Jewish families dismayed prep school won’t denounce student display as antisemitic
By Marshall Weiss, The Dayton Jewish Observer
When the Sinai Scholars program established a Judaic studies track at The Miami Valley School in 2009, a goal of its founders was to prepare Jewish high school students to defend Judaism and Israel against negative attacks when they would go to college.
But in May, Jewish high schoolers at the private, nonsectarian prep school in Washington Township experienced a taste of these negative attacks on their own campus.
At a student-led World Affair program during the school day, Friday, May 10, a high school senior’s Palestine table featured a series of maps on a poster indicating that all land in the state of Israel was stolen from Palestinians.
Next to the heading “Land Theft,” the student wrote, “Not only is the land stolen from Palestinians…so is their cultures and identity…By stealing from various Arab countries, Israel is confirming what it is: an outsider with no respect for cultural boundaries and a start-up colonial nation with aspirations to imperial grandeur, rather than what it so desperately wants to be seen as: local.”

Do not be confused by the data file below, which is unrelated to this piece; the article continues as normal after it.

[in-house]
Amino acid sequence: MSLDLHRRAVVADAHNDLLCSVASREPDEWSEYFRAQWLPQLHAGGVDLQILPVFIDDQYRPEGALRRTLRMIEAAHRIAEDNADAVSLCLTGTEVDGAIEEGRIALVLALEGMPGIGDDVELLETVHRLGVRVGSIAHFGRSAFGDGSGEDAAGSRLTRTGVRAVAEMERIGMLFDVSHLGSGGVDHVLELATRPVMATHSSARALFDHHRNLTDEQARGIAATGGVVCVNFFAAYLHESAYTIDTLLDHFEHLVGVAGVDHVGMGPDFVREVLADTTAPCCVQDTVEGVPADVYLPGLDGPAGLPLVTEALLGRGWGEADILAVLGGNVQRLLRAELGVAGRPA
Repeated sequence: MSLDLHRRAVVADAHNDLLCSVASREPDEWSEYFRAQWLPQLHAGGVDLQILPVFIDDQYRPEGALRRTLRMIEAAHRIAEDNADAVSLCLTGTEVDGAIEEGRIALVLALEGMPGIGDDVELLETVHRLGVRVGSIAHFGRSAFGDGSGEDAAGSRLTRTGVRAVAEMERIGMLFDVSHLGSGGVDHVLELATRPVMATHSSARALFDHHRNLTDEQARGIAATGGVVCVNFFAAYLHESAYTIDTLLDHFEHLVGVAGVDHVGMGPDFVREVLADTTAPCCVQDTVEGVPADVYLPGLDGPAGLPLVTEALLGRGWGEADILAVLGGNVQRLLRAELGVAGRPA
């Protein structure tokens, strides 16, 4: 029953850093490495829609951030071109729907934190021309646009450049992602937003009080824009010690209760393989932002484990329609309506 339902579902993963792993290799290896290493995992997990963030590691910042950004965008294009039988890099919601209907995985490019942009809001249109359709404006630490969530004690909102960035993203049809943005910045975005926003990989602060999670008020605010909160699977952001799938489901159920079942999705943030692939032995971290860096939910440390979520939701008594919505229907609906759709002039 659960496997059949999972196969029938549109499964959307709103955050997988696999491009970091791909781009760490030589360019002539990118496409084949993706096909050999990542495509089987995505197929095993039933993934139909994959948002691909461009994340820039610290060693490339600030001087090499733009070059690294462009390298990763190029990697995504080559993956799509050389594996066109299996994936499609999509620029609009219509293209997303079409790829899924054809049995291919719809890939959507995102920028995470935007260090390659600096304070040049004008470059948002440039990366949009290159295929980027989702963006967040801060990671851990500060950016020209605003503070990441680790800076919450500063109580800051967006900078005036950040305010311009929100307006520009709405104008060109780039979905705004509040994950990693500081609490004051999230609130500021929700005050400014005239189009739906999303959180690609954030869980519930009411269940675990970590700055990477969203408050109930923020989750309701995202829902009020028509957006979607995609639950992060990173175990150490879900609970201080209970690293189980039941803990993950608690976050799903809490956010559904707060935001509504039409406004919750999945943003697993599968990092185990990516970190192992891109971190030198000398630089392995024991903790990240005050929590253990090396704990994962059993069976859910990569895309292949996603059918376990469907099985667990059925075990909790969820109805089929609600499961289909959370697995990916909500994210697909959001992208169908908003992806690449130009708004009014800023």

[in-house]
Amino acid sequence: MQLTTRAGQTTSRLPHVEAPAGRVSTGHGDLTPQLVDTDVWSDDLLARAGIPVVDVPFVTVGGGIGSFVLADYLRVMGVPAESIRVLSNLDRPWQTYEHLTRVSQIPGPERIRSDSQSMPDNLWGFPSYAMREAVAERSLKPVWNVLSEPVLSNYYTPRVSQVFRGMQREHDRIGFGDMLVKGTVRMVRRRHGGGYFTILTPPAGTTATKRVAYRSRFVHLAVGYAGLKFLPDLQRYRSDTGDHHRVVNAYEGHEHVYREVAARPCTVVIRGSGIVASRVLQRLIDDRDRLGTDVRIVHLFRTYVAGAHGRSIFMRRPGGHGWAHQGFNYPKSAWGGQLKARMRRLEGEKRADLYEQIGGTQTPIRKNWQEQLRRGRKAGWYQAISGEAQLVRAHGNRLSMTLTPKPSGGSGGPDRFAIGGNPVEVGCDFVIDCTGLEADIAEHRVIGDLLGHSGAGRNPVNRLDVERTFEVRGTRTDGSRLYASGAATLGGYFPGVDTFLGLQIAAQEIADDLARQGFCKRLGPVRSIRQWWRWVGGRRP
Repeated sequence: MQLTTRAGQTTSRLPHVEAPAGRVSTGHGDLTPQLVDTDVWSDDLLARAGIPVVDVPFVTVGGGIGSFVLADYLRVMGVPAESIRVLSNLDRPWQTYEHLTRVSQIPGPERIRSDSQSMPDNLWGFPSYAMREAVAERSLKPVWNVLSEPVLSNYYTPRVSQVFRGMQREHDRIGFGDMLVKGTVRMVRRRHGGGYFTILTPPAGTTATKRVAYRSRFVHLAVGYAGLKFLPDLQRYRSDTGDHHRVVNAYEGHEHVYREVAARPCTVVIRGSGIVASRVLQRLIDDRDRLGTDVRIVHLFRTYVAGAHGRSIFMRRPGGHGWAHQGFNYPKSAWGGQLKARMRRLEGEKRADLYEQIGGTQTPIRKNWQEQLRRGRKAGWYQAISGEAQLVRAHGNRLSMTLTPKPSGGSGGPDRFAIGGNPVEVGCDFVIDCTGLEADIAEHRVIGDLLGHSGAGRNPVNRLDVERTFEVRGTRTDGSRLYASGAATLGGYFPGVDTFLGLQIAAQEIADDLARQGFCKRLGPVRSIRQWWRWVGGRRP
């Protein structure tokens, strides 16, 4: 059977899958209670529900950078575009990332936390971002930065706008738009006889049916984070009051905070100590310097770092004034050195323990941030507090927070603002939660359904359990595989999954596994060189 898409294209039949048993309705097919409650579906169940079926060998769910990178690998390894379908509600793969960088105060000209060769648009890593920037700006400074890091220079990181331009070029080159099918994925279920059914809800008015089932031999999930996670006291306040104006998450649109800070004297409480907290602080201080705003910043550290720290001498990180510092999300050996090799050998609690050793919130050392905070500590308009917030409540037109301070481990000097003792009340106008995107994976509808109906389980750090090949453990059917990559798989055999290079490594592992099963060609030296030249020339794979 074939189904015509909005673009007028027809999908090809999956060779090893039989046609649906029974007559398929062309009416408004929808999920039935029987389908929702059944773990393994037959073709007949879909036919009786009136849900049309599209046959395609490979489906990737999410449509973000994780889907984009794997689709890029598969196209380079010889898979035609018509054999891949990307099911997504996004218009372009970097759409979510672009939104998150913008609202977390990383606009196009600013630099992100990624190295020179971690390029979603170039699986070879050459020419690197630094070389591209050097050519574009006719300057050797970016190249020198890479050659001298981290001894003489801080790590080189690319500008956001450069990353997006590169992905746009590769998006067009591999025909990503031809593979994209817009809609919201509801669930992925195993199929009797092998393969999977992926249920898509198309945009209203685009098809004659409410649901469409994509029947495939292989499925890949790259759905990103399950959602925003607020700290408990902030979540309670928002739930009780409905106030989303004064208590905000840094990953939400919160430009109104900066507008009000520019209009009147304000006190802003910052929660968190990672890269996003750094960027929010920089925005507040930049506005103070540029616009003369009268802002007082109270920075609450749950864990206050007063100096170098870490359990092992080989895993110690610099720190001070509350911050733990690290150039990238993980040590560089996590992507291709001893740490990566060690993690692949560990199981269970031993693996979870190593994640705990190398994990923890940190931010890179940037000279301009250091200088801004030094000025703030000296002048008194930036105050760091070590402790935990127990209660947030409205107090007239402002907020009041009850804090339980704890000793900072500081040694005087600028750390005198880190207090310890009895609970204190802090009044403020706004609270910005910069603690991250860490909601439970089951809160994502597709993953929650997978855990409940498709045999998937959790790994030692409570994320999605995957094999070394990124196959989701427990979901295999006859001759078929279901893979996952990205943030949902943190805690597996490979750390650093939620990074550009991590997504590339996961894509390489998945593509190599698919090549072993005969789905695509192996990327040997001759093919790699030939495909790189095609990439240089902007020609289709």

A second poster showed a map of Palestine covering the area including the modern state of Israel, and a section about Jewish anti-Zionists, “Being Jewish is not the same as being Zionist!”
Although the school has criticized the “political” nature of the display, indicating the posters did not “share the spirit of the event, which was meant to celebrate cultures from around the world,” Jewish students and their parents — along with clergy and donors who lead the Sinai program — share frustration that the school has not denounced the display as antisemitic.